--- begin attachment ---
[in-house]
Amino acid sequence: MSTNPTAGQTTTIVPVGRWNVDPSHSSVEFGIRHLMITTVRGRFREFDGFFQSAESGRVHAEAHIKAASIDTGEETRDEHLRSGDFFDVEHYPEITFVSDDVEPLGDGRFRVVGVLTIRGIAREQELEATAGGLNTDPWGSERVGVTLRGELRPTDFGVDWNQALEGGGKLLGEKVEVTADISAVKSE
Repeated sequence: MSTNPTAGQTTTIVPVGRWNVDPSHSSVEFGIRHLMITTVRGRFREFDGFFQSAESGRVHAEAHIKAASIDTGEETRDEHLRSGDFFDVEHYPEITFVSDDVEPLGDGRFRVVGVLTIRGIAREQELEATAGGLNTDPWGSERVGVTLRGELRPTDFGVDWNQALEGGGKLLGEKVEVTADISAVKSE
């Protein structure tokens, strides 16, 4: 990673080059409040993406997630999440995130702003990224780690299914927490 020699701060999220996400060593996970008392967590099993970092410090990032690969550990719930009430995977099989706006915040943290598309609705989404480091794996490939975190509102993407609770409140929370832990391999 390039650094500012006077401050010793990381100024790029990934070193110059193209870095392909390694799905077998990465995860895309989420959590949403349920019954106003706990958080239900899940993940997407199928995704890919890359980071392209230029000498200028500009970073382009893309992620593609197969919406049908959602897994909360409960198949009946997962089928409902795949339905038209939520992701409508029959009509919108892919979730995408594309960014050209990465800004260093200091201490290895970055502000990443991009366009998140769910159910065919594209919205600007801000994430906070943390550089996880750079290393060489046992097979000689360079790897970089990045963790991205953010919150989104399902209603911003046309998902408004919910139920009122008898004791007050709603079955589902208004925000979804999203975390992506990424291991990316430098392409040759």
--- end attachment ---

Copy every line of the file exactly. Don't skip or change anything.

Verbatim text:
[in-house]
Amino acid sequence: MSTNPTAGQTTTIVPVGRWNVDPSHSSVEFGIRHLMITTVRGRFREFDGFFQSAESGRVHAEAHIKAASIDTGEETRDEHLRSGDFFDVEHYPEITFVSDDVEPLGDGRFRVVGVLTIRGIAREQELEATAGGLNTDPWGSERVGVTLRGELRPTDFGVDWNQALEGGGKLLGEKVEVTADISAVKSE
Repeated sequence: MSTNPTAGQTTTIVPVGRWNVDPSHSSVEFGIRHLMITTVRGRFREFDGFFQSAESGRVHAEAHIKAASIDTGEETRDEHLRSGDFFDVEHYPEITFVSDDVEPLGDGRFRVVGVLTIRGIAREQELEATAGGLNTDPWGSERVGVTLRGELRPTDFGVDWNQALEGGGKLLGEKVEVTADISAVKSE
């Protein structure tokens, strides 16, 4: 990673080059409040993406997630999440995130702003990224780690299914927490 020699701060999220996400060593996970008392967590099993970092410090990032690969550990719930009430995977099989706006915040943290598309609705989404480091794996490939975190509102993407609770409140929370832990391999 390039650094500012006077401050010793990381100024790029990934070193110059193209870095392909390694799905077998990465995860895309989420959590949403349920019954106003706990958080239900899940993940997407199928995704890919890359980071392209230029000498200028500009970073382009893309992620593609197969919406049908959602897994909360409960198949009946997962089928409902795949339905038209939520992701409508029959009509919108892919979730995408594309960014050209990465800004260093200091201490290895970055502000990443991009366009998140769910159910065919594209919205600007801000994430906070943390550089996880750079290393060489046992097979000689360079790897970089990045963790991205953010919150989104399902209603911003046309998902408004919910139920009122008898004791007050709603079955589902208004925000979804999203975390992506990424291991990316430098392409040759």